The struggles of the descendants of the Wada-Tika Northern Paiute of the former Malheur Indian Reservation in southeast Oregon were discussed at Thursday’s college hour.
“I like to talk about (the Native American tribes) because it gives them a voice that they don’t have,” said Susan Stowell, the host of the college hour.
The Malheur Indian Reservation was established in 1872 for homeless and landless Paiutes, including the Wada-Tika tribe.
The Wada-Tika tribe was named because of the small black seeds that members ate from plants in the marshy areas around the Malheur Lake in Oregon.
“The Wada-Tika tribe and their story is very unknown, and with it being Native American History month it is a great time to bring awareness to their story,” anthropology professor Kristina Casper-Denman said.
Volunteers for the U.S military stormed the camps of tribes all over the Great Basin, an area that covers parts of Nevada, California, Utah, Oregon and Idaho.
These invasions resulted in some deaths, which eventually caused the Bannock War.
This war lasted from June to September 1878. It was a turning point for the Indians in the Great Basin area, including the Wada-Tika tribe.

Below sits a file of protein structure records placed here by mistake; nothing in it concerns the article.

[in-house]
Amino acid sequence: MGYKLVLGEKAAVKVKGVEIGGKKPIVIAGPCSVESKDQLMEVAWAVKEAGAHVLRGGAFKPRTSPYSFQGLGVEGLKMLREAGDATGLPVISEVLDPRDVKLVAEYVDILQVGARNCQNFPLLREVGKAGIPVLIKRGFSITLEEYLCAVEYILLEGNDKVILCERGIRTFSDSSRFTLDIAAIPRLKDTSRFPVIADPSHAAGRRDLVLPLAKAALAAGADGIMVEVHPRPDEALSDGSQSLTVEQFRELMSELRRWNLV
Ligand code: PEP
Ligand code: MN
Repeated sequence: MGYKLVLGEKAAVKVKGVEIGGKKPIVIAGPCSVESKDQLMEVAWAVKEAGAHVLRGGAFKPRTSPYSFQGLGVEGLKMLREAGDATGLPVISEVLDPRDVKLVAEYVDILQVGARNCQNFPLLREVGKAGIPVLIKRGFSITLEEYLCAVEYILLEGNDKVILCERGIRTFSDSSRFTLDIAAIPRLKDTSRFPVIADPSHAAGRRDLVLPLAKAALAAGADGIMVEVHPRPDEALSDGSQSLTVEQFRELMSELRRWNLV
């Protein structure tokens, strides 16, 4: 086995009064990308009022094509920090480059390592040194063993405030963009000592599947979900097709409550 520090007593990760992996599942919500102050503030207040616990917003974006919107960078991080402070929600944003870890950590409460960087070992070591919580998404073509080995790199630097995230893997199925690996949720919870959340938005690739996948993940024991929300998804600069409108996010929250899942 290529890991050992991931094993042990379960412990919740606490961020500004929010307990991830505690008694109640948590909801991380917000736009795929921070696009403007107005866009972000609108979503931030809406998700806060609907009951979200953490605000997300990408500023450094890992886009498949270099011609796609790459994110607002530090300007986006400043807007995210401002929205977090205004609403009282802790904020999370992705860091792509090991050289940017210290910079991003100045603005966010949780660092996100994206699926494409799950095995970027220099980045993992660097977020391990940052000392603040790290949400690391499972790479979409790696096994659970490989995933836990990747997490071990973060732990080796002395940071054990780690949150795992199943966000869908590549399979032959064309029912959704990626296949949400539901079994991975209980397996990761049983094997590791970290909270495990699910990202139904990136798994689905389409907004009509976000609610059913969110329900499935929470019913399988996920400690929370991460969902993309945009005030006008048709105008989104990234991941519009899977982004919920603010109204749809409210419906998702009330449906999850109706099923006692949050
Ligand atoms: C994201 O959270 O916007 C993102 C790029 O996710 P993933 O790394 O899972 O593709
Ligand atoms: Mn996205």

After the war, the Wada-Tika tribe was forcely removed from its reservation in January 1879.
All Indians in over 500 Paiutes were loaded up into wagons or forced to walk in the snow to Yakima, Washington. The ones who made the trip were freed after five years of being held captive.
Some of the Indians decided to stay in Yakima because the military took over their reservations as a camp for themselves.
In 1925, a Roman Catholic priest helped get the reservations back to the owner tribes. They built 20 houses along with other buildings but these houses were very crowded and which lead to having diseases.
Since the conditions were so bad after the Indians got their land back, they bought 771 acres and built additional housing so the conditions can improve.
The descendants of the Malheur Indians sued the government in 1956 for the loss of their reservation lands.
They received $741 each in 1969. Due to inflation, that would be worth roughly $5,000 today.
“To hear what (Stowell) said about (the Wada-Tika tribe) and the struggles they went through makes me want to learn more,” said ARC student JohnEva Lee. “This is a very interesting topic.”